Now, even if you'd been absolutely perfect with your timing, you would have made 2c a share on a 3c investment which is a 66% return.


So now the news is out, it's commonly known and a large part of the turnaround is now priced into the stock. Do you think it's going to go up another few hundred percentage points from here in a short period?


Me neither.


And this is why stock tips don't work (in my humble opinion). If you go search Twitter right now, you'll find literally thousands of posts pumping Aveng. Thousands.


What price did I get into Aveng? 5c, which means I paid 6c which is the price today. Do I regret it? Hell no, if the company continues to turn around it's fortunes the share price will continue to rise. But it won't happen in the next few weeks, it'll take years for me to see a big return on that stock and who's to say it's not a flash in the pan. It's a massively high risk stock because so many people bought in on the back of a "Red Hot Tip". It may be possible that it's already overpriced, I have know idea because I'm not financial analyst.


And that is the moral of the story, Aveng is possibly not a bad investment and it is truly a turnaround stock but unless you bought in late February / early March (6 months ago), the train has left the stable and it's simply a decent speculative investment.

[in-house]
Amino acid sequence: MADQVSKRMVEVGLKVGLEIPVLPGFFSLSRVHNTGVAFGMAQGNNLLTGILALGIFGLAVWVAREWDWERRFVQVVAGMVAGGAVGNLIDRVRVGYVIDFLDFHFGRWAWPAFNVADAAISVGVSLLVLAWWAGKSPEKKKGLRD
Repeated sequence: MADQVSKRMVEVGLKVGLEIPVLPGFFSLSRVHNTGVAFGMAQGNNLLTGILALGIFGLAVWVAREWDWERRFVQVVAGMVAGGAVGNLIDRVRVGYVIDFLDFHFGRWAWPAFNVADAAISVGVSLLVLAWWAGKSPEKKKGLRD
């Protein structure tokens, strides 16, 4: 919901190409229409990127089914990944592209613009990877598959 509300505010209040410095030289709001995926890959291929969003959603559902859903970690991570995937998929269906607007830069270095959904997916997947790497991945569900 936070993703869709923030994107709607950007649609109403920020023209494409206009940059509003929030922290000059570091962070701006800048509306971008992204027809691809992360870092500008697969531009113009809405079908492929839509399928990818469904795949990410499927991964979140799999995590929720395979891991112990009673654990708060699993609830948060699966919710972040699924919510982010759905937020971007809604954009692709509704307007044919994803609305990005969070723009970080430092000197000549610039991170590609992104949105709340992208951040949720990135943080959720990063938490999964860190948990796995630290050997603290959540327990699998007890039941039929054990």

Guess what? If I'd invested that money in a simple index tracker (like my favourite; the S&P500) in late February, I would have already made a 17% return based on no news, no hot tips and a massive amount less risk. Ok , maybe it's no so impressive but I would take the Pepsi Challenge that in the same 17 years that I tracked Dragon Oil, that the S&P500 will deliver a better return than Aveng.


That may be a bold statement so I'll see you back here in 2038 to see if I was right!!!


I don't give financial advice, I'm not qualified and it's not legal for me to do so but I do think it's Ok to say be very careful when acting on a stock tip and definitely don't invest in a stock without doing your own research. If you have been tipped to buy Aveng or any other share, the first place to start is to read the companies latest financial results. They generally come with a presentation which is easier to read. A lot of the content still doesn't make sense to me but I taught myself to read a profit & loss report and understand a company's' balance sheet and compare it previous years. There's not many places to hide in a financial statement so I would recommend anyone who is serious about investing in any single stock to take the time to read and understand those few pages as a minimum. Most definitely do not get your invsting insight from Twitter!


Warren Buffett, one of the most successful investors in history famously said:


"Never Invest In A Business You Cannot Understand"

Until next time, keep living.










101 views1 comment

Recent Posts

See All